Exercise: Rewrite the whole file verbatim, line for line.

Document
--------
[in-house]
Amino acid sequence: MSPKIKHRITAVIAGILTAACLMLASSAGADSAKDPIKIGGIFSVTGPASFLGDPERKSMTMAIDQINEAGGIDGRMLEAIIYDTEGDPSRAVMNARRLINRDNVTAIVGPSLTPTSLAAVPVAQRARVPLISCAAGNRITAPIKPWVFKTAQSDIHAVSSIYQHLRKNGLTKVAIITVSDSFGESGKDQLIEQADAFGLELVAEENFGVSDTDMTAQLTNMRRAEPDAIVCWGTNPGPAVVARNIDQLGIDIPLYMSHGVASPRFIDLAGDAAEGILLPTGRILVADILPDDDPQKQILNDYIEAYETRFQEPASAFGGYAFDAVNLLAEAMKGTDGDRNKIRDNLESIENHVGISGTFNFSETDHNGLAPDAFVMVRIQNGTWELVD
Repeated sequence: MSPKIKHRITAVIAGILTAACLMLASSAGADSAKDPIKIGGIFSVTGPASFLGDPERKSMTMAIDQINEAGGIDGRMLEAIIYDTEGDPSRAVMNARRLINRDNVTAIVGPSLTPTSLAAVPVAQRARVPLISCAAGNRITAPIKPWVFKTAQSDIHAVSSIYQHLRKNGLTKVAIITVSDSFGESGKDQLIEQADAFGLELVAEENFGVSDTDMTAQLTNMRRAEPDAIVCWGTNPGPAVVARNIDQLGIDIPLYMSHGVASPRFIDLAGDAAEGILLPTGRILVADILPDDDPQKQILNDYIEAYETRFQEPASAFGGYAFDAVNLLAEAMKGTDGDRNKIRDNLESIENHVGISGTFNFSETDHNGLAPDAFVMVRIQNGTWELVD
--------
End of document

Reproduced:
[in-house]
Amino acid sequence: MSPKIKHRITAVIAGILTAACLMLASSAGADSAKDPIKIGGIFSVTGPASFLGDPERKSMTMAIDQINEAGGIDGRMLEAIIYDTEGDPSRAVMNARRLINRDNVTAIVGPSLTPTSLAAVPVAQRARVPLISCAAGNRITAPIKPWVFKTAQSDIHAVSSIYQHLRKNGLTKVAIITVSDSFGESGKDQLIEQADAFGLELVAEENFGVSDTDMTAQLTNMRRAEPDAIVCWGTNPGPAVVARNIDQLGIDIPLYMSHGVASPRFIDLAGDAAEGILLPTGRILVADILPDDDPQKQILNDYIEAYETRFQEPASAFGGYAFDAVNLLAEAMKGTDGDRNKIRDNLESIENHVGISGTFNFSETDHNGLAPDAFVMVRIQNGTWELVD
Repeated sequence: MSPKIKHRITAVIAGILTAACLMLASSAGADSAKDPIKIGGIFSVTGPASFLGDPERKSMTMAIDQINEAGGIDGRMLEAIIYDTEGDPSRAVMNARRLINRDNVTAIVGPSLTPTSLAAVPVAQRARVPLISCAAGNRITAPIKPWVFKTAQSDIHAVSSIYQHLRKNGLTKVAIITVSDSFGESGKDQLIEQADAFGLELVAEENFGVSDTDMTAQLTNMRRAEPDAIVCWGTNPGPAVVARNIDQLGIDIPLYMSHGVASPRFIDLAGDAAEGILLPTGRILVADILPDDDPQKQILNDYIEAYETRFQEPASAFGGYAFDAVNLLAEAMKGTDGDRNKIRDNLESIENHVGISGTFNFSETDHNGLAPDAFVMVRIQNGTWELVD